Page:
Once widely collected, but today rarely appearing on people’s homes, Japanese woodblock prints can be seen lining the walls of the old office of senior partner Bertram “Bert” Cooper, (played Robert Morse) in seasons one through four of the television series Mad Men. Woodblock printing is one of the oldest techniques of creating prints dating back to 3rd century China. Cooper’s prints are Japanese and of these are at least three distinct genres of Japanese woodblock prints prevalent in Cooper’s collection. These include Ukiyo-e, Shunga (a subset of Ukiyo-e) and Shin-hanga, dating from the 17th century through today.
Ukiyo-e, meaning “pictures of the floating world” are by far the the most common genre of antique Japanese woodblock prints and date to the Edo period from 1603-1868. These can be found at art and estate auctions and depending on the subject matter a genuine print from the 1800’s or earlier can be purchased (incredibly) for less than $100 for a common image or later strike. Some Ukiyo-e prints however still bring in tens of thousands of dollars. Among the most prolific and prevalent artists for Ukiyo-e prints found at auction include Utagawa Toyokuni, Kunisada and Hiroshige to name a just a few among a slew of great artists from one of Japan’s greatest periods for print production. The Ukiyo-e prints that can be seen hanging in the background of scenes in Cooper’s office depict landscapes, images of Mt. Fuji and in general Kabuki actors or other figures.
Less prevalent in Cooper’s office are Shin-hang prints, literally meaning “new prints” which are more modern Japanese woodblock prints dating from approximately 1885 through the 1960’s. Hasui and Yoshida are among the more desirable artists for Shin-hanga prints and command higher prices than the average Ukiyo-e prints. Unfortunately only fleeting glimpses of these can be seen in the show (in other words, I thought I saw one once in the background).
The only time any real attention is given to one of Cooper’s woodblock prints is in the first episode of the fourth season when Hokisai’s “Dream of the Fisherman’s Wife” is shown, used as a metaphor for the skill and insight of the show’s protagonist Don Draper (played by Jon Hamm). While admiring the the piece Cooper exclaims “Who is the man who imagined her ecstasy?” and when Draper walks in says “Don we were just talking about you” referring to Draper’s talent for manipulation. In fact, this piece is representative of Shunga and based on a Japanese folk tale.
Shunga, is a Japanese word meaning “picture of spring.” It is a euphemism for sex and is a subset of Ukiyo-e printing that features erotic art. Unlike the popular, picturesque and comparatively innocuous views popularized by Hiroshige and Toyokuni, Shunga depicts graphic sexual acts. During the Edo period Shunga was very popular, although it was considered the pornography of the era and its distribution was at times restricted by the government. Nevertheless, it was widely traded in underground markets. Nearly every major artist of the period produced Shunga because it was lucrative and did not have an adverse affect on their reputation. It was acceptable. Today, Shunga pieces are uncommon at auction and even more uncommon on walls as they can be quite graphic, including closeup images of genitals, same-sex intercourse and of course, bestiality. Imagine explaining such a print to your parents if they came to visit and found this on your wall.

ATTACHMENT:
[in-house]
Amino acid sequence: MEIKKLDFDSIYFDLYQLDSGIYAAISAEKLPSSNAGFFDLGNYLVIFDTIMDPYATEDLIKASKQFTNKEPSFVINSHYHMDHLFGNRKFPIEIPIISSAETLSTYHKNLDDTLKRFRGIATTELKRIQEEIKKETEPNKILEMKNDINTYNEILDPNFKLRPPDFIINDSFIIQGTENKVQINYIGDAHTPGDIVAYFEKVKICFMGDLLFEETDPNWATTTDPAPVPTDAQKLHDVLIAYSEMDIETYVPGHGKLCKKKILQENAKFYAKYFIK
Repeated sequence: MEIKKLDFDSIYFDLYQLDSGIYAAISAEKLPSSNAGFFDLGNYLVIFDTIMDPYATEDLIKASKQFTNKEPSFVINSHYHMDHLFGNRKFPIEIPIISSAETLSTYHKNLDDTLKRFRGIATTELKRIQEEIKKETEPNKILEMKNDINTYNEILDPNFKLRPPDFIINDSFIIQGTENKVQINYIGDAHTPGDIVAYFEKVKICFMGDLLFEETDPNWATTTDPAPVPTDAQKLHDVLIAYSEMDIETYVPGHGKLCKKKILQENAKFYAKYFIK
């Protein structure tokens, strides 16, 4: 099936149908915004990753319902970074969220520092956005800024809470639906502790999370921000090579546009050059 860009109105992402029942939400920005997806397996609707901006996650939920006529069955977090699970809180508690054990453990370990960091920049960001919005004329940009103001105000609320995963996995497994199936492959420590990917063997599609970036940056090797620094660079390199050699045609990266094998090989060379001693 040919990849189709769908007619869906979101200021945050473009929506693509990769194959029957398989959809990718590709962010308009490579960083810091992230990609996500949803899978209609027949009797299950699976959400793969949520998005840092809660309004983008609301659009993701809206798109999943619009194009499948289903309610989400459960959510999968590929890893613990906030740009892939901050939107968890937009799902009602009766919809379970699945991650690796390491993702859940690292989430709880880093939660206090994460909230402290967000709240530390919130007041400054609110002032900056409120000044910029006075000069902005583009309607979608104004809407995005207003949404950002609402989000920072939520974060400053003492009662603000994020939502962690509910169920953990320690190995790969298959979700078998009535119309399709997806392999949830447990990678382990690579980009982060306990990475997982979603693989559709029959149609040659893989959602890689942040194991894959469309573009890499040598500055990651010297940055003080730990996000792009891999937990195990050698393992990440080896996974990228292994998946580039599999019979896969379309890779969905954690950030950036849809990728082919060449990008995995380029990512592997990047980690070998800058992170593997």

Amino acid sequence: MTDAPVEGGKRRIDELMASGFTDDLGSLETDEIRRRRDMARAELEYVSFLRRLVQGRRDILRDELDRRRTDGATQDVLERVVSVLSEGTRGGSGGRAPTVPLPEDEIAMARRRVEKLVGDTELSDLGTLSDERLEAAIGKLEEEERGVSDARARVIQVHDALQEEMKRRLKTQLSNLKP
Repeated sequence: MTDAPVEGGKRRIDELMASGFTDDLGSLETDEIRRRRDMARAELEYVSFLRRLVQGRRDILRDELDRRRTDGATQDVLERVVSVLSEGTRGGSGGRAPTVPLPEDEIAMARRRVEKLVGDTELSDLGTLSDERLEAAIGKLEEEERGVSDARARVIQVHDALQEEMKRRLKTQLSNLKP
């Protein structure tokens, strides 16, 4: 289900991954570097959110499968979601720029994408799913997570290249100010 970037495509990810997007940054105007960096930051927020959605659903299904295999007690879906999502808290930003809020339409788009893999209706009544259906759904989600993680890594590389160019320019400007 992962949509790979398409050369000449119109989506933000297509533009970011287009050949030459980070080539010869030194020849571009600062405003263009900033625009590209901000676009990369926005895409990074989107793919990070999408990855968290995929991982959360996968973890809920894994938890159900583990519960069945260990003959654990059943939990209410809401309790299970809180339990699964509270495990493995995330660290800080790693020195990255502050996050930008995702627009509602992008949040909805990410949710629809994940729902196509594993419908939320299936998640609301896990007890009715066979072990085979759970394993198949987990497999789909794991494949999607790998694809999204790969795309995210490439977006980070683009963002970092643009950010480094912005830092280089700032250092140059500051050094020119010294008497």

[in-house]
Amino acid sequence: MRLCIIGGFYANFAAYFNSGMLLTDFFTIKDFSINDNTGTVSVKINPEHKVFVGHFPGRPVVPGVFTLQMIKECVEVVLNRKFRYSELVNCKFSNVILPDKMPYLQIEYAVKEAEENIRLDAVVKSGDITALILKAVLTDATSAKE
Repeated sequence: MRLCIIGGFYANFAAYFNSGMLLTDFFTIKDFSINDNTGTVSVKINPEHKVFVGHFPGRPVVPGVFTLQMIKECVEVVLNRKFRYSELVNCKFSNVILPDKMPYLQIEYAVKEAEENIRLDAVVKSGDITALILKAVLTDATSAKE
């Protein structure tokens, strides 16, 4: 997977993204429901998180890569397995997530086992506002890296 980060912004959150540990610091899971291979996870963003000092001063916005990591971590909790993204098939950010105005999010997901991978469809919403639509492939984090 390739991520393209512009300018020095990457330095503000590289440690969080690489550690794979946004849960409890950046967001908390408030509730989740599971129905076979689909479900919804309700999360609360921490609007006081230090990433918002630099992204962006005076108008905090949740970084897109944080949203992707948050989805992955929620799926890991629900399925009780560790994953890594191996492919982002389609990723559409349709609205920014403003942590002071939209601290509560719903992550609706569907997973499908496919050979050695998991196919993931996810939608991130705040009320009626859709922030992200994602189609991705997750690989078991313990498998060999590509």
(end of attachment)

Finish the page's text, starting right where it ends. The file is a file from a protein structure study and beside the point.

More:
In fact, the print on Cooper’s wall could not possibly be an original or real as the original by Hokusai was printed in a Manga (book) which would have been octavo in size as was common for Shunga and a good way to keep it out of sight. As is evident from the show, Cooper’s is a very large reproduction for dramatic effect. The original, depending on the condition of the book, might sell anywhere from $800-5000. Other Shunga prints at auction, like other Ukiyo-e prints, can be obtained for under $100 or in the low hundreds with few exceptional pieces in the thousands of dollar range.
It is unfortunate that in season 5, Cooper moved out of his Japanese office to one with more contemporary decor. Hopefully, as his character has an established taste for Japanese art perhaps it will find it’s way back on to the show. This is after all not the first time that Robert Morse, (a.k.a. Bert Cooper) has found himself in an Asian style office. In the 1967 musical How To Succeed In Business Without Really Trying, in which Morse, who’s character J. Pierrepont Finch, rises to the position of Vice President of Advertising, he finds himself in an Asian style office with Chinese decor. I can only wonder if Morse’s Mad Men character’s affinity for the Asian style is a tribute to his previous 1960’s role in advertising on Broadway and the big screen. Hopefully, his love of the Japanese arts having been established in seasons past will reappear in the new season.